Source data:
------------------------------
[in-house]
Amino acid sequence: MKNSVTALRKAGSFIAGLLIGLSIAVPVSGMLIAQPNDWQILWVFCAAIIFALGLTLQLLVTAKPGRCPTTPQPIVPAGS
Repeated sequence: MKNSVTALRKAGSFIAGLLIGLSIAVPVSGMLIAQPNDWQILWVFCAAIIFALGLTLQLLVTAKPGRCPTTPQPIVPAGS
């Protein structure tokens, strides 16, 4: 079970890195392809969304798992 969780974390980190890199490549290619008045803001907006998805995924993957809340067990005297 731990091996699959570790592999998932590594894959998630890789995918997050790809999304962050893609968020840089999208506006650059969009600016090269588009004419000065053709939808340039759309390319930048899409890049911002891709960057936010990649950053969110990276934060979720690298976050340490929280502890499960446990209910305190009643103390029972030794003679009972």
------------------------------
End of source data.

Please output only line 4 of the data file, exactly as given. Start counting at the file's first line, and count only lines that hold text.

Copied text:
């Protein structure tokens, strides 16, 4: 079970890195392809969304798992 969780974390980190890199490549290619008045803001907006998805995924993957809340067990005297 731990091996699959570790592999998932590594894959998630890789995918997050790809999304962050893609968020840089999208506006650059969009600016090269588009004419000065053709939808340039759309390319930048899409890049911002891709960057936010990649950053969110990276934060979720690298976050340490929280502890499960446990209910305190009643103390029972030794003679009972």